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3-star: Deployed troops get budget priority

Mar. 23, 2013 - 10:37AM   |  
Lt. Gen. William M. Faulkner, deputy commandant for Installations and Logistics, talks about the challenges ahead during a March 8 interview at the Pentagon.
Lt. Gen. William M. Faulkner, deputy commandant for Installations and Logistics, talks about the challenges ahead during a March 8 interview at the Pentagon. (Colin Kelly / Staff)
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Faced with deep budget cuts and sequestration, the Corps’ top logistics officer has a tough mission ahead of him.

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Faced with deep budget cuts and sequestration, the Corps’ top logistics officer has a tough mission ahead of him.

But while senior leaders plead with Congress for financial relief, Lt. Gen. William M. Faulkner, deputy commandant for Installations and Logistics, must keep the Corps running at home and abroad, no matter the budget he is handed.

Overall, the Corps will come up $1.4 billion short this fiscal year. That shortfall will complicate reset and depot maintenance for critical gear as the Corps pulls out of Afghanistan. It is likely to delay construction and facilities maintenance, too. And with civilian furloughs imminent, it could threaten base services, Faulkner said.

Nevertheless, he is determined to preserve the most vital services and programs at home while keeping Marines in the war zone equipped. Faulkner met with Marine Corps Times on March 8 to discuss the challenges ahead. Excerpts, edited for space and clarity:

Q. What are your top priorities?

A. My priority as the Marine Corps’ senior logistician is support the folks that are forward deployed, first and foremost. The day-to-day sustainment of our Marines is pretty much taken care of. It is a pretty mature theater. But what I am focusing in on, in support of resetting for the future, is getting equipment out that is not required for day-to-day operations and then get it fixed and back out to our operating forces.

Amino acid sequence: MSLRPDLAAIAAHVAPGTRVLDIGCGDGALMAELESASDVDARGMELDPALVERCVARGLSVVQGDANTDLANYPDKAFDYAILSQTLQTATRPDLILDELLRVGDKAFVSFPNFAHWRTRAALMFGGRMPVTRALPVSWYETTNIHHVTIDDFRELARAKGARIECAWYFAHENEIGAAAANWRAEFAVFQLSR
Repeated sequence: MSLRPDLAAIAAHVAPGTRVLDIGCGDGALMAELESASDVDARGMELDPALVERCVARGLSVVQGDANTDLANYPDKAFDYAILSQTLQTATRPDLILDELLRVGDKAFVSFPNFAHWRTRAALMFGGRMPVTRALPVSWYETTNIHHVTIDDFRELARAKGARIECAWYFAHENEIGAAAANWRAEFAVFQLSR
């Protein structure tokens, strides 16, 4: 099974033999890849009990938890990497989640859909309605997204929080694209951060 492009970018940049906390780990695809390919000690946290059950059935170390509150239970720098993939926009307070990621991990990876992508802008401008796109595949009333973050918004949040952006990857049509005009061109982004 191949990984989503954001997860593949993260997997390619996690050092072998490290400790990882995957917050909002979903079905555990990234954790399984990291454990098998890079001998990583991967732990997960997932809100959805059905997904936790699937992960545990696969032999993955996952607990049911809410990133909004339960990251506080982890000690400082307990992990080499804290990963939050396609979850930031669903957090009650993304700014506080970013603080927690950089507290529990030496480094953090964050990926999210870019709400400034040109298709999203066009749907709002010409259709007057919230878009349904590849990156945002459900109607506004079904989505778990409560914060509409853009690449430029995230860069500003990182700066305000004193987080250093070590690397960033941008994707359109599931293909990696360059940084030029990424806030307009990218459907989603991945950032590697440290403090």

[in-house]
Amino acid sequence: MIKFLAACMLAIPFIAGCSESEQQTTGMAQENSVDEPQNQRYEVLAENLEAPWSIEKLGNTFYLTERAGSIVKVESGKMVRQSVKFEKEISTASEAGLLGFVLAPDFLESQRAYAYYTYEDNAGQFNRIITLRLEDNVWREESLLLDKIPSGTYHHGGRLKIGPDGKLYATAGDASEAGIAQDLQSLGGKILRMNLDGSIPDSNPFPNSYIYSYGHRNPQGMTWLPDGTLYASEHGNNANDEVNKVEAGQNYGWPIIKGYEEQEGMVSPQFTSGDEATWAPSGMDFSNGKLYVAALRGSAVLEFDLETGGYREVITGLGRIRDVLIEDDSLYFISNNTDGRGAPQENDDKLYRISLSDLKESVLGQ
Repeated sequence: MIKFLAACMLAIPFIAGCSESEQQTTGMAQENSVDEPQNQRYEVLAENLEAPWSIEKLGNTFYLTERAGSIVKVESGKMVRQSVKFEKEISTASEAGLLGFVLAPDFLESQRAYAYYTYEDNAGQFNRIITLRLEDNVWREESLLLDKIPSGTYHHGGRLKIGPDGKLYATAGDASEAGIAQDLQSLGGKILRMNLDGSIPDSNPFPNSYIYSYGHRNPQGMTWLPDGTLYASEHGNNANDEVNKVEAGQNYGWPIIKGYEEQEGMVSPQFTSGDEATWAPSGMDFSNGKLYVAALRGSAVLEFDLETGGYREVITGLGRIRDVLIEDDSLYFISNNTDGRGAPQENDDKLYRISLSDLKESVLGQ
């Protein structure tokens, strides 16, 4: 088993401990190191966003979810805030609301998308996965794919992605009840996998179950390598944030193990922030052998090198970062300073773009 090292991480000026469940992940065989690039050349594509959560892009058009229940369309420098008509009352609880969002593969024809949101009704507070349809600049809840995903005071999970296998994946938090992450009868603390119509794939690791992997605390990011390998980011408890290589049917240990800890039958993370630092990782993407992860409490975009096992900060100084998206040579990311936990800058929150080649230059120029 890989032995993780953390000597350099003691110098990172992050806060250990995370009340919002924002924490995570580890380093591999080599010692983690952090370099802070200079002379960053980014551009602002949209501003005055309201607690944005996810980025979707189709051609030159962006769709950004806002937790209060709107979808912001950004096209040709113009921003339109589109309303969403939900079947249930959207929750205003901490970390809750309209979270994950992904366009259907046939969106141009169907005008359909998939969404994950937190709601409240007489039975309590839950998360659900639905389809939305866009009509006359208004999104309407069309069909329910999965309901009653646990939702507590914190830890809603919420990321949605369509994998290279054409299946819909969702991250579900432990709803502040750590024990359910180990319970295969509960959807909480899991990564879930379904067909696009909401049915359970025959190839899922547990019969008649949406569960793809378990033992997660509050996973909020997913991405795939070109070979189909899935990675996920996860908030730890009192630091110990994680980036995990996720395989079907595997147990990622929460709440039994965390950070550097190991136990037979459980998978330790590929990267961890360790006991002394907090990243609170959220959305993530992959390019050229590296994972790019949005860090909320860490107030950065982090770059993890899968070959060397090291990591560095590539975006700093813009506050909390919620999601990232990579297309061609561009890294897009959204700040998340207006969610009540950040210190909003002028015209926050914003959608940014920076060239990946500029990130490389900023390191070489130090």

Q. A lot of your depot manpower consists of civilians. How will sequestration and furloughs affect equipment reset?

A. We have 845 people — a combination of contractors and long-term employees — that are potentially going to be laid off because of sequestration. Those are not just wrench turners. A lot are artisans. We could be delayed in our ability to reset upwards of 18 months to two years.

Q. So Marines might not be able to step in for some of these highly skilled artisans, but where might they fill in during civilian furloughs?

A. Marines will have to fill some of these gaps. But [a big] concern is those harder skills where we just don’t have the depth. We have a lot of civilian Marines that we count on for law enforcement, for fire, for [emergency medical services], and we have those guys and gals because we don’t have Marines that do that. So it is not like you can take Lance Cpl. Faulkner and plug him into that spot without a certain amount of training.

Q. What guidance are you giving to installation commanders as they grapple with shrinking budgets?

A. Take the reductions in areas that least affect readiness and keeping faith with our Marines and their families — not only quality of life, but probably more important, safety and protection of life and property.

Q. With your installation commanders shuffling funds to prioritize critical functions, where are we seeing cuts in base services.

A. We are not seeing any yet, but we will. I think it is fair to say that just about everything will be impacted, whether it is things such as the commissary being closed one extra day a week; Marine Corps Community Services, their budgets are going to be reduced and probably it’s going to affect all the facilities on the base that are MCCS funded.

Q. The shift to the Pacific is the service’s main focus outside of Afghanistan. Part of that is ramping up the number of Marines in Hawaii. What must you do from a facilities standpoint to support that?

A. The near-term piece is 900 Marines, and I think it’s right around 42 aircraft. In terms of housing for the accompanied Marines, the focus is going to be to continue to rely on the local economy. Today, there is ongoing construction on Kaneohe. We are building barracks. We’re building other facilities to support what we have in our plan for growth.

Q. What about Darwin, Australia?

A. The first phase has just been completed. That was a 250-person detachment. And they lived in really expeditionary standards, thanks to the Australian government. They provided the facilities. As we look to the next phase, at least in the near term, we have no plans to build permanent facilities. But we are working closely with the Australians, and as we move to our end state, which is the 2,500-person [Marine air-ground task force], we will deal with that.

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